Monday, January 7, 2008

Resolution #1: Lose Weight, 60's Style

This recipe for mushroom puree, for which there will be no picture because all the pictures turned out looking incredibly gross, will put you on the path to weight loss. It comes from Jean Nidetch's Weight Watchers Cook Book, 1966, which tells us that Weight Watchers was started by "six fat women." This book was a Christmas gift from my brother, but I'm sure he wasn't hinting at anything and really just wanted me to enjoy the lovely line drawings and helpful advice about which "festive dishes" will be loved by my "bridge ladies" (cheese aspic-shrimp patio platter, in case you are wondering).

We find in the "Unlimited Vegetables" chapter that mushrooms are (1) unlimited and (2) just like roast peanuts (see picture above). That is evidence that this book is not entirely reliable. Still, I bravely boiled some mushrooms with water and a little seasoning and declared it good. Actually, better than good because I can see using this as a base for a lot of different soups and spreads. Nidetch suggests adding tomato, spinach or skim milk for a soup, but I added a little vegetable broth, garlic and peas and served it with homemade rye bread.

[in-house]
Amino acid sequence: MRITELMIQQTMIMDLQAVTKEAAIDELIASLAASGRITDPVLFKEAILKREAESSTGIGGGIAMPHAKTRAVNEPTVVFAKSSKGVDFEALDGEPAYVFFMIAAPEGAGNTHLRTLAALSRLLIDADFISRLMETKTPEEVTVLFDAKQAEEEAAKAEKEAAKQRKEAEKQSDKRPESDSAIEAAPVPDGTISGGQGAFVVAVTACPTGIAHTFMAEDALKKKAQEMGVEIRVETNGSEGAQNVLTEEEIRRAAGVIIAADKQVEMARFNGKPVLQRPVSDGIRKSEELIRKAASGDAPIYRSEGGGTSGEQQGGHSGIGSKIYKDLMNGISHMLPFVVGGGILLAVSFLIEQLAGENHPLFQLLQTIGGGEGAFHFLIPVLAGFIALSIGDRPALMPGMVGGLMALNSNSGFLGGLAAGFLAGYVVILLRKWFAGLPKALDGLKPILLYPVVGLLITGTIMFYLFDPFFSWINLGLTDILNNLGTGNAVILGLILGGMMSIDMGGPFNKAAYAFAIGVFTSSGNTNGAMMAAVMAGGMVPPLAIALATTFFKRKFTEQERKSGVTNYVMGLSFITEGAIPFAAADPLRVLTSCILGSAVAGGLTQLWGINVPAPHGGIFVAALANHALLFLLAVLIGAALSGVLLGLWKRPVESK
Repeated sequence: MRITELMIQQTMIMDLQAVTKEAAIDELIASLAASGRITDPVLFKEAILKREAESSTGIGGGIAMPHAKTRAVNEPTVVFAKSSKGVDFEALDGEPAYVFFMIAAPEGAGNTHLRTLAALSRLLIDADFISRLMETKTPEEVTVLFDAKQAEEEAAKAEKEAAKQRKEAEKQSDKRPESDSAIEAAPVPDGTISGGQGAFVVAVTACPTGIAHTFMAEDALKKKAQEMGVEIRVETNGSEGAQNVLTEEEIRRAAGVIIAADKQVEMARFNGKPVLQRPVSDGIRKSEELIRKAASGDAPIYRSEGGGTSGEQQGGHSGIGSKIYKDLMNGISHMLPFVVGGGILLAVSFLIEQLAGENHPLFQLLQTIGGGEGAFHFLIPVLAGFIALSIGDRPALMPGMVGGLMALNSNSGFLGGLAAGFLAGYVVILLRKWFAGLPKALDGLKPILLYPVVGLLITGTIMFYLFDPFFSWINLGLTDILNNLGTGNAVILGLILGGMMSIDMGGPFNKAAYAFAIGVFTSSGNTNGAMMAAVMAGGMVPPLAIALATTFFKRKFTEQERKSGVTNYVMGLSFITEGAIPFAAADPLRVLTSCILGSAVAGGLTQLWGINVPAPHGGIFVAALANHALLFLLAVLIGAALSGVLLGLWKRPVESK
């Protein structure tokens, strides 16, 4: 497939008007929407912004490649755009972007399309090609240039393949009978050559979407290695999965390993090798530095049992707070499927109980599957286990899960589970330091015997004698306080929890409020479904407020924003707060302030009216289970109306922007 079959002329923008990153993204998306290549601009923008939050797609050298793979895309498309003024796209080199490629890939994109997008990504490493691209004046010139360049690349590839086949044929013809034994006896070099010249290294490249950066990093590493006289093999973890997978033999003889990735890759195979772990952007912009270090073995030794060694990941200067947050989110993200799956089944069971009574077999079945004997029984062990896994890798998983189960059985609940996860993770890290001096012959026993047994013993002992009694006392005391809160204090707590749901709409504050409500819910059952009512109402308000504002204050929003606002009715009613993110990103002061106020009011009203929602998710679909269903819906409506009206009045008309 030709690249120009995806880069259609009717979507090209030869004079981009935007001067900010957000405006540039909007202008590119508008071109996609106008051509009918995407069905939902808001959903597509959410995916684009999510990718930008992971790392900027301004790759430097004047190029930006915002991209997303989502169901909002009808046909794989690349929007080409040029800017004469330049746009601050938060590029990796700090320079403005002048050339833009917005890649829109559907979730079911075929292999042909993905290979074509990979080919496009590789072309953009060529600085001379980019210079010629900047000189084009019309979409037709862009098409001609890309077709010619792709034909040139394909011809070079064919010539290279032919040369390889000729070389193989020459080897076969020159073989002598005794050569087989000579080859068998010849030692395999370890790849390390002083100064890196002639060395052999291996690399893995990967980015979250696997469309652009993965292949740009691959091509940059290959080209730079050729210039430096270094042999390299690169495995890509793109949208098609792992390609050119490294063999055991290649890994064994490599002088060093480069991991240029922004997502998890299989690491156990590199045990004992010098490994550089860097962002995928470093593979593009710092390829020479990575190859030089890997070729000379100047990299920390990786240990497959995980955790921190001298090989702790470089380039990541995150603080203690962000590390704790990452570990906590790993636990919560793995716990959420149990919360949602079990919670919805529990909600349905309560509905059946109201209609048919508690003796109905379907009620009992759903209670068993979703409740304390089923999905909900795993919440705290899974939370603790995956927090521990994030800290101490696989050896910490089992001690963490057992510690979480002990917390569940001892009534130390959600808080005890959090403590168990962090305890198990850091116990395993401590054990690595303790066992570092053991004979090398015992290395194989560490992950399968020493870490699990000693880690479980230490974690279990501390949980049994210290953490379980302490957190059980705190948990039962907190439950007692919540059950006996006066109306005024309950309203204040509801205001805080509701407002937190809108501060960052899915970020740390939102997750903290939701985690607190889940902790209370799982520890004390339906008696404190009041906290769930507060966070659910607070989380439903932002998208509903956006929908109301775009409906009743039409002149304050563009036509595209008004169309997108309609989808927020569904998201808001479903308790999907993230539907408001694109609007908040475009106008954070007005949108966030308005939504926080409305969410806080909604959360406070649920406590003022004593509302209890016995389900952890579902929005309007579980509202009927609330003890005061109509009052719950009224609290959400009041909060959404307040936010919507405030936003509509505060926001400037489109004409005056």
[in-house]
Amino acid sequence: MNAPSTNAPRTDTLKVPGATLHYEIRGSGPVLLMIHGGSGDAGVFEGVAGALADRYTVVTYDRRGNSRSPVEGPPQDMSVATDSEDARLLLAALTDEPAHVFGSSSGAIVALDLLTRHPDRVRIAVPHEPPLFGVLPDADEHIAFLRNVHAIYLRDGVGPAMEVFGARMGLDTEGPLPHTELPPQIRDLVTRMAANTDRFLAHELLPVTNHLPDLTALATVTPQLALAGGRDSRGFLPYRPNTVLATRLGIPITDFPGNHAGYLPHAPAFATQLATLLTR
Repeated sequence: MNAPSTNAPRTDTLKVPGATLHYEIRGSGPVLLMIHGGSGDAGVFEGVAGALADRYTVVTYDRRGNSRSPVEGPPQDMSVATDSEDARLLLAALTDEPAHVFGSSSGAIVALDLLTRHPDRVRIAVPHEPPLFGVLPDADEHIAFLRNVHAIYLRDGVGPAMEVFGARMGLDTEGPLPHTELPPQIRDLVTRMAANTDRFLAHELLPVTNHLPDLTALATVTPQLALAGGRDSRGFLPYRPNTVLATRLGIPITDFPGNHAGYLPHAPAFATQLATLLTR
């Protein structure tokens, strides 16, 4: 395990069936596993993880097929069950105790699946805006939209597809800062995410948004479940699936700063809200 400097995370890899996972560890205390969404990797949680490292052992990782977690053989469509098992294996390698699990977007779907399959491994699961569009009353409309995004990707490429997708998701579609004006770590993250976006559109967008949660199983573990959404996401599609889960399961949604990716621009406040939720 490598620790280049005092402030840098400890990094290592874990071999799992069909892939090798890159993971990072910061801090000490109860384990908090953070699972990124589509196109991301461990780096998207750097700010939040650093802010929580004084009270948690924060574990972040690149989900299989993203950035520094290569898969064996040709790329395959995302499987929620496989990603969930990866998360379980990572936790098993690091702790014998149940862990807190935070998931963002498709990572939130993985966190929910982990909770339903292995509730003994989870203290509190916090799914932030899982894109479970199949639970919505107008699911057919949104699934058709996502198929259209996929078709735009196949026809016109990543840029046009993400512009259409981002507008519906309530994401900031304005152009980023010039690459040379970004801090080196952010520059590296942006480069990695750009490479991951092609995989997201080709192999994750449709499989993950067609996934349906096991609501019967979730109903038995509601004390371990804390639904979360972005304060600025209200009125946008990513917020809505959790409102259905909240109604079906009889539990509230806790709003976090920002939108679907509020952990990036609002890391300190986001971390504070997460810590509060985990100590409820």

Did you read that? Mushroom puree with peas? Sounds good, right? It was. But the pictures. Oh, my. Imagine brown liquid with some chunky brown pieces with bright little round things floating in it. The pictures were not pretty at all, but trust me, it's good. Just eat it by candlelight.

Mushroom Puree
Adapted from the Weight Watchers Cook Book, 1966. This recipe is pretty flexible and I think you can add just about any seasonings to it depending on what you like and how you'll use it. I happen to have dehydrated onion flakes (an impulse buy at Penzey's,) but fresh sauteed onions would be good if you're willing to lose a little of that 60's flavor.

1 pound mushrooms
1 Tbs caraway seeds
3 Tbs dehydrated onion flakes
1 tsp coarse salt
1/2 tsp grated pepper

Coarsely chop the mushrooms. In a heavy pot, combine mushrooms with one quart of water, caraway seeds, and onions. Let cook over moderate heat for one hour. Check occasionally and add water if necessary. Turn off the heat, place in refrigerator, and let flavors blend for a couple hours or overnight.

Put the stock back on to cook some more and add the chives, salt and pepper. Put everything in blender, or using an immersion blender, and blend until you have a puree. Use as a base for soup or spreads.


Rural Vegan said...

As a diehard fungus hater, I have to say - your description of the brown liquidy pate was like my worst mushroom nightmare! :P

Classic cook said...

I am a fungus lover and it looked pretty disgusting to me, too :-)